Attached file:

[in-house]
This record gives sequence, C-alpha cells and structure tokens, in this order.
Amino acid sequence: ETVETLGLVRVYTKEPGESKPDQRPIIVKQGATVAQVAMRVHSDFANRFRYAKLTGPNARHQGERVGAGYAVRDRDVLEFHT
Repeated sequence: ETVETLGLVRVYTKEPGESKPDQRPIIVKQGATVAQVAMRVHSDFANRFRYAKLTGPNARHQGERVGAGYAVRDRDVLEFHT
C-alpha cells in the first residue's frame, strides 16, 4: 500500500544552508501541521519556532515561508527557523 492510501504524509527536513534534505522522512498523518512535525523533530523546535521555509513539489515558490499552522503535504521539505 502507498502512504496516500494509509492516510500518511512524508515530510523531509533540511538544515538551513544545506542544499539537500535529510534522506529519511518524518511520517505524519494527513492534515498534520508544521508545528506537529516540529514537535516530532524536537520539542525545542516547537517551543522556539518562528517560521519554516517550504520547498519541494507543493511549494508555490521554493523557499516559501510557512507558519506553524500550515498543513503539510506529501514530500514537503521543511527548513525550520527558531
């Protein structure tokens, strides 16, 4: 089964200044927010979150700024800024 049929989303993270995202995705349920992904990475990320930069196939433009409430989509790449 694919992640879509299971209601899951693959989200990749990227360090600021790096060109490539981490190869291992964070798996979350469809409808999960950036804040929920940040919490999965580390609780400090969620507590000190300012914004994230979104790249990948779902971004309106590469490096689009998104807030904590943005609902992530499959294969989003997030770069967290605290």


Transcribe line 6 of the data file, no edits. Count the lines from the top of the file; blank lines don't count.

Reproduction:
């Protein structure tokens, strides 16, 4: 089964200044927010979150700024800024 049929989303993270995202995705349920992904990475990320930069196939433009409430989509790449 694919992640879509299971209601899951693959989200990749990227360090600021790096060109490539981490190869291992964070798996979350469809409808999960950036804040929920940040919490999965580390609780400090969620507590000190300012914004994230979104790249990948779902971004309106590469490096689009998104807030904590943005609902992530499959294969989003997030770069967290605290």